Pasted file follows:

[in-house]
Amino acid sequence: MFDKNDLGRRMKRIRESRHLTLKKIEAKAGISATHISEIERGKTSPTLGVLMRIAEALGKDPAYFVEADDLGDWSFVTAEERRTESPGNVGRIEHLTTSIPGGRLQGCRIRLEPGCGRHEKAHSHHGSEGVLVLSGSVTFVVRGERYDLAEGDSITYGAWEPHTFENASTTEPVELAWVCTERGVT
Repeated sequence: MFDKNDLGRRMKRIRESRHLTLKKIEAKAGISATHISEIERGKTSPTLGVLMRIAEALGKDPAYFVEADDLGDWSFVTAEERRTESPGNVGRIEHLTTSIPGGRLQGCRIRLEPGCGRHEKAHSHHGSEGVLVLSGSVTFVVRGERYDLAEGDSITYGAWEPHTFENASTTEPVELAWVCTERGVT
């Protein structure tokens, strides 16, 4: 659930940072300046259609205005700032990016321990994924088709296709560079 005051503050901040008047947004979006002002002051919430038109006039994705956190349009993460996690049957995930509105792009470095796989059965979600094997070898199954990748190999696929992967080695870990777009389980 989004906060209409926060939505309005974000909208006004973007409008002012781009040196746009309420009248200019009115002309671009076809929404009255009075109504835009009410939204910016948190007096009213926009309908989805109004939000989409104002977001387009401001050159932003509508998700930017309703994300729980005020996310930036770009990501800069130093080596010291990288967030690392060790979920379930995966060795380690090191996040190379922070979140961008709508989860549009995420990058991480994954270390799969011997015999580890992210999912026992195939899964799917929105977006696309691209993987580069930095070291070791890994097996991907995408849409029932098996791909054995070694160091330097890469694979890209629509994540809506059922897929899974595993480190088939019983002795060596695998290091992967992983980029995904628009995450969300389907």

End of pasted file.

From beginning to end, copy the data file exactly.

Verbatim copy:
[in-house]
Amino acid sequence: MFDKNDLGRRMKRIRESRHLTLKKIEAKAGISATHISEIERGKTSPTLGVLMRIAEALGKDPAYFVEADDLGDWSFVTAEERRTESPGNVGRIEHLTTSIPGGRLQGCRIRLEPGCGRHEKAHSHHGSEGVLVLSGSVTFVVRGERYDLAEGDSITYGAWEPHTFENASTTEPVELAWVCTERGVT
Repeated sequence: MFDKNDLGRRMKRIRESRHLTLKKIEAKAGISATHISEIERGKTSPTLGVLMRIAEALGKDPAYFVEADDLGDWSFVTAEERRTESPGNVGRIEHLTTSIPGGRLQGCRIRLEPGCGRHEKAHSHHGSEGVLVLSGSVTFVVRGERYDLAEGDSITYGAWEPHTFENASTTEPVELAWVCTERGVT
């Protein structure tokens, strides 16, 4: 659930940072300046259609205005700032990016321990994924088709296709560079 005051503050901040008047947004979006002002002051919430038109006039994705956190349009993460996690049957995930509105792009470095796989059965979600094997070898199954990748190999696929992967080695870990777009389980 989004906060209409926060939505309005974000909208006004973007409008002012781009040196746009309420009248200019009115002309671009076809929404009255009075109504835009009410939204910016948190007096009213926009309908989805109004939000989409104002977001387009401001050159932003509508998700930017309703994300729980005020996310930036770009990501800069130093080596010291990288967030690392060790979920379930995966060795380690090191996040190379922070979140961008709508989860549009995420990058991480994954270390799969011997015999580890992210999912026992195939899964799917929105977006696309691209993987580069930095070291070791890994097996991907995408849409029932098996791909054995070694160091330097890469694979890209629509994540809506059922897929899974595993480190088939019983002795060596695998290091992967992983980029995904628009995450969300389907």